Yesterday I had the urge to go for an explore and I picked out two wats (temples) to visit about an hour’s drive from our home in Si Bun Ruang. Having now seen both of them (and one we didn’t plan on seeing) they stand out a little from “normal” temples and one of them has made its way onto my must do list for visiting friends and family.
Finding places to visit in our part of Thailand in the north-east is often best achieved using Google Maps and the sometimes wonderful photo option available when you click on a label as illustrated below:
I say “sometimes wonderful” because often many of the points of interest listed will only return a blank or a Google street view if you click on them rather than anything useful. However those that attract more visitors or have more support in the local community often have photos (often just selfies) which give you a clue as to whether they are worth a visit or not (mostly not!). Some even have reviews. I am a contributor to Google Maps and add my photos and a review to the places we visit. Google are great in that they provide regular feedback such as this one for my photos, which help keep me motivated to contribute:
The reason Google Maps is so useful in finding places is that the English internet is hopeless in providing any information outside the big attractions (Trip Advisor top 10) in the region. There are a few farang sites such as Udon Map HERE, which are intended mostly as a useful resource and outlet for locals who live in the city of Udon Thani itself rather than those of us who want to explore the surrounding area. Their “Things to Do in Udon Thani” forum for example reflects the general interests of farang locals as you can see:
The trip you are joining us on today takes you from our home province of Nong Bua Lamphu into Loei, the province to the west (left on a map) of us. The reason I had selected this area to search for temples was that we drove through the region when returning from a trip into the hills outside Loei with some of my Thai family a couple of weekends ago, an amazing day out that you can read about HERE and HERE. Late in the day I took this photo and promised myself that I would come back to explore this stunning landscape at some stage – wouldn’t you?
Yesterday was the day and our trip started by driving south from Si Bun Ruang on highway 228. We then turned west onto smaller back roads with only the two GPS coords as a guide to get us to the destinations I had selected. Driving the rural roads of Isaan is such a pleasure this time of year because we are in the wet season and the landscape is so lush. We are also moving into the rice season so mixed in with other crops are vivid green of newly sprouting rice paddies. The other surprise is that the Si Bun Ruang area is very flat but head 30 minutes to the west and you hit amazing outcrops of rocks that, when combined with the green lowlands, give a photographer plenty of opportunities to fill up the memory card. Gaun is very patient as I constantly stop to capture a landscape that she has seen for most of her life!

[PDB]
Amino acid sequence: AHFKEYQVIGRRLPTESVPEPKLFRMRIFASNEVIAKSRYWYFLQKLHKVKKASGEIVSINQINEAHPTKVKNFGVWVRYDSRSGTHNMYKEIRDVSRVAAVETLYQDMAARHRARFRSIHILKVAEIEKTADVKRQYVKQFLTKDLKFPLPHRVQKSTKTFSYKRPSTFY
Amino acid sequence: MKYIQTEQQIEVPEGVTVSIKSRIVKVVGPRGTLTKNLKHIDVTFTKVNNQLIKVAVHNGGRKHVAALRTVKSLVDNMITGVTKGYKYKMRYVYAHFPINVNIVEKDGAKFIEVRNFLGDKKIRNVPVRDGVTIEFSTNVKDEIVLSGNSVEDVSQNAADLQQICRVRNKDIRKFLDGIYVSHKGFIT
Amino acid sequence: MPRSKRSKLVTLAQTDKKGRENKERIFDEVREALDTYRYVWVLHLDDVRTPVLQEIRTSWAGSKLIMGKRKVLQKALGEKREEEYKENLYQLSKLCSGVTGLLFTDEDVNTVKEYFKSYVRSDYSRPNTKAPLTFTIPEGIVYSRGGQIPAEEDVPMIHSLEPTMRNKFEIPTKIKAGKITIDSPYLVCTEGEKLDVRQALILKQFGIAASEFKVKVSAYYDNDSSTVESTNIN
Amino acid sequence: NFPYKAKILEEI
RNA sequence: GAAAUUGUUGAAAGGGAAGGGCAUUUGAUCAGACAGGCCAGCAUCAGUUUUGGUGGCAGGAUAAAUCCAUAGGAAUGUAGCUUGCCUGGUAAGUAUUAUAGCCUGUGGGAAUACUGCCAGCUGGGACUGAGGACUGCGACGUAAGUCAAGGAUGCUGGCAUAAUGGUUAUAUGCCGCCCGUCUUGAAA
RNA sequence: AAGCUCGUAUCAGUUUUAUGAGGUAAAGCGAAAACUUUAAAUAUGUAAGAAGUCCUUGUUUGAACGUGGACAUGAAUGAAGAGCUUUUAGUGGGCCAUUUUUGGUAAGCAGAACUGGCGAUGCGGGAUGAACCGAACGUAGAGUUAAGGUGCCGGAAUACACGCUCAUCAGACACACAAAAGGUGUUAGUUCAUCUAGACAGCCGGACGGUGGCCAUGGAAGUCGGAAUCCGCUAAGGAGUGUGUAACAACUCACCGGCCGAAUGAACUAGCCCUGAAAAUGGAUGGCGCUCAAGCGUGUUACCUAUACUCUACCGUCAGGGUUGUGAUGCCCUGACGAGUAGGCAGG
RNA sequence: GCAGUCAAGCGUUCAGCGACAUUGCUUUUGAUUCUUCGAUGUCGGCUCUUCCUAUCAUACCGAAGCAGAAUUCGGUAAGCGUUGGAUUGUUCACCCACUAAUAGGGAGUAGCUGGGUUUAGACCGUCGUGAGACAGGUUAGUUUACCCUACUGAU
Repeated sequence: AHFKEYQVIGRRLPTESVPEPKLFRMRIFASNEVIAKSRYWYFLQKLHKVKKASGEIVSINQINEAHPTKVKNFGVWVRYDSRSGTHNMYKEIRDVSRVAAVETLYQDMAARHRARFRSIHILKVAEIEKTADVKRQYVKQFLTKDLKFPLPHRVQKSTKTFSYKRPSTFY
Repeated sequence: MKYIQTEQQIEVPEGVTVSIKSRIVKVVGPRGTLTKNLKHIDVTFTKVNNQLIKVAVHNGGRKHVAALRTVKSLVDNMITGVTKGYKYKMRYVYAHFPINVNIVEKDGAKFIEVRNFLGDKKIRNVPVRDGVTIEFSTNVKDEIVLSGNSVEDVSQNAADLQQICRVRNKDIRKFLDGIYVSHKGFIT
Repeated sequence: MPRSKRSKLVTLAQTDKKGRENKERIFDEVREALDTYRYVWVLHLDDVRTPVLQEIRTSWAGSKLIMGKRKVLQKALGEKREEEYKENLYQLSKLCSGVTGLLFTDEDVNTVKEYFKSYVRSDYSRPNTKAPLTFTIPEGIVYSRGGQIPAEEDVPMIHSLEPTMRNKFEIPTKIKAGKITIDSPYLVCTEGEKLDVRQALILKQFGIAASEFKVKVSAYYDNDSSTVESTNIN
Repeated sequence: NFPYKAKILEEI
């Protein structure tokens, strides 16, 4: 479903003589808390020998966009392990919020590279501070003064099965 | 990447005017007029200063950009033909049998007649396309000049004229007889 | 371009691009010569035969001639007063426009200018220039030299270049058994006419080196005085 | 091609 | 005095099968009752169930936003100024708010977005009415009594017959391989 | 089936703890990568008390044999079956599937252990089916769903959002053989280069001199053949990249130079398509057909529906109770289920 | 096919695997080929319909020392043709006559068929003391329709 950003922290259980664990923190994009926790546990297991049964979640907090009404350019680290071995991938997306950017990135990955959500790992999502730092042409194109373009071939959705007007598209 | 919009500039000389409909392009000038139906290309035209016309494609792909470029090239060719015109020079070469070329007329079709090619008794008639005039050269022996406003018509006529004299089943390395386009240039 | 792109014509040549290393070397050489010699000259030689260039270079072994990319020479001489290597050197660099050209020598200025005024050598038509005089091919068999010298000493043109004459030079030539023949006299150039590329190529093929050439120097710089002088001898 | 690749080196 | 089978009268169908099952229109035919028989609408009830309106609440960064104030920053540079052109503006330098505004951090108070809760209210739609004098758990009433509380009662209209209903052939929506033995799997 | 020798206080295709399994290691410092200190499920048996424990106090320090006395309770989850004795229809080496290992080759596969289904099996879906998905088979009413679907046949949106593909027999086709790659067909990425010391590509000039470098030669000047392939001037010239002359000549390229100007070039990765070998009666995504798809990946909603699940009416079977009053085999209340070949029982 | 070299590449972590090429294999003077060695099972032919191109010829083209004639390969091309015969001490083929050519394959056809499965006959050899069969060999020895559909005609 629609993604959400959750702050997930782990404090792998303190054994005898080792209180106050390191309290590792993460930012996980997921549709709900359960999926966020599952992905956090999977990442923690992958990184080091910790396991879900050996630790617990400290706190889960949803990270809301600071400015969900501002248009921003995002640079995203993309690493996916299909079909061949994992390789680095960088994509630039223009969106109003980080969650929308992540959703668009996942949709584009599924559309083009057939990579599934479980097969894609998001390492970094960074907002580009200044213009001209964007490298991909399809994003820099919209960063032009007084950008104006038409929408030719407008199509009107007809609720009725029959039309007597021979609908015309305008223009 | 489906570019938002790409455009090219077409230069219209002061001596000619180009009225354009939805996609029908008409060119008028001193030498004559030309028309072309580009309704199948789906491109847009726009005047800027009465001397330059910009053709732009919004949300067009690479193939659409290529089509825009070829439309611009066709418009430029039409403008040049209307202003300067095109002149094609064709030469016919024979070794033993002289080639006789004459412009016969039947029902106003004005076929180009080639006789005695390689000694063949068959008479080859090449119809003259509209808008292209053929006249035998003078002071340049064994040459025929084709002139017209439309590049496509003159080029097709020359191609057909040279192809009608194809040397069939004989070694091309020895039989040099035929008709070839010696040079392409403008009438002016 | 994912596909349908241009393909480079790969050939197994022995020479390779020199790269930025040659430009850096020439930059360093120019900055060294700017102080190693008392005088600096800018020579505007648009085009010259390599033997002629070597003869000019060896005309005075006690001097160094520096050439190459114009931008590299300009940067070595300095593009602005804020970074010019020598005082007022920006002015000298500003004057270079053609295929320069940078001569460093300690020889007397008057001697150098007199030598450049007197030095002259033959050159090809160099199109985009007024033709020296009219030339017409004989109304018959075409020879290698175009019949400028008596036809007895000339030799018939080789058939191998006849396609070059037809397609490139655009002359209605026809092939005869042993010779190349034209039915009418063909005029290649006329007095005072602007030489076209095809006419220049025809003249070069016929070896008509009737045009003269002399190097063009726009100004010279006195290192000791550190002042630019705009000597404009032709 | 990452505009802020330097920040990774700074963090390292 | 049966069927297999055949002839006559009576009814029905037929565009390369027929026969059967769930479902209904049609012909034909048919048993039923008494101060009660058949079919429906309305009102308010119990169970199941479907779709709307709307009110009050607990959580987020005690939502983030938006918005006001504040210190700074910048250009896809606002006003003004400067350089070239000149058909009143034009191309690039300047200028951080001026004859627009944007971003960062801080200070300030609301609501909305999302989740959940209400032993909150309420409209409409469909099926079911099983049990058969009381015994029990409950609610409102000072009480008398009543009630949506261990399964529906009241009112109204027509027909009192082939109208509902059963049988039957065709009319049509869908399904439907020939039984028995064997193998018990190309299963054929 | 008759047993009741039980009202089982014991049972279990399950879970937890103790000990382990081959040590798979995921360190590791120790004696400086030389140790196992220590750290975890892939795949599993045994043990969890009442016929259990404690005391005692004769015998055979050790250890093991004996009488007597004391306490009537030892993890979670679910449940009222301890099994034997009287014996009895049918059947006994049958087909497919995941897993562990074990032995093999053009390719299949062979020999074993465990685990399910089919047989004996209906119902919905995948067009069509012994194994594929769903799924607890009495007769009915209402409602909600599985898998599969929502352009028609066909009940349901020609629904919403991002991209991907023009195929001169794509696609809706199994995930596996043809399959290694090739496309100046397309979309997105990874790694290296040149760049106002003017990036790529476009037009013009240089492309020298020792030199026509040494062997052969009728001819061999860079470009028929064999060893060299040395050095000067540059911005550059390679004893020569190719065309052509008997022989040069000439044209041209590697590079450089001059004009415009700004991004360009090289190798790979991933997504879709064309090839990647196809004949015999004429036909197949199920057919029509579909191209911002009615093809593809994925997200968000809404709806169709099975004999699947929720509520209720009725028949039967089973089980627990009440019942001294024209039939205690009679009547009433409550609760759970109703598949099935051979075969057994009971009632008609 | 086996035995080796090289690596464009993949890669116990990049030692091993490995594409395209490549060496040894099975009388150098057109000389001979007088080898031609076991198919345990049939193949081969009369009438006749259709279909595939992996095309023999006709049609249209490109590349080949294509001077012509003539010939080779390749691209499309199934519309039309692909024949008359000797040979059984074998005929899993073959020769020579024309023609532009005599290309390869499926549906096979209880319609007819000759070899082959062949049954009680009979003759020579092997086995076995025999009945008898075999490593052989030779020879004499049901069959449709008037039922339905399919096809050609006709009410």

We actually got lost even using GPS because I was using the wrong coordinate format but there’s no wrong destination in Thailand. All that happens is that you end up seeing more of the countryside than planned and as a retired guy time is not one of my concerns! Relax and keep an eye out for other opportunities to enjoy while you work your way back to where you thought you should be 🙂
I am always open to following signs to unknown destinations when travelling. Mostly I am disappointed with the end result but sometimes we find a gem. I spotted a sign to a cave temple (well Gaun told me that is what it said) and so on the way back to our planned destination we called into Wat Tham Suea Mop 17°02’50.6″N 101°55’42.9″E.
If you were relying on Google Maps to give you an insight into whether this temple was worth your time you might be disappointed and this is a great illustration of the frustrations of discovering interesting places in a Thai world. You will see my photos shortly (and I will be adding them to Google Maps shortly) but the single photo on the information page is this one:
This is a bit of a jumble sort of wat in its layout and structure but it was unusual enough to be worth a drop in if in the area.
We would have explored further but you needed a flashlight or two as no fixed lighting was provided. The caves are extensive according to the monk because they have had children go in there and get lost. Bring a long string! I wouldn’t mind coming back with lights for a better look.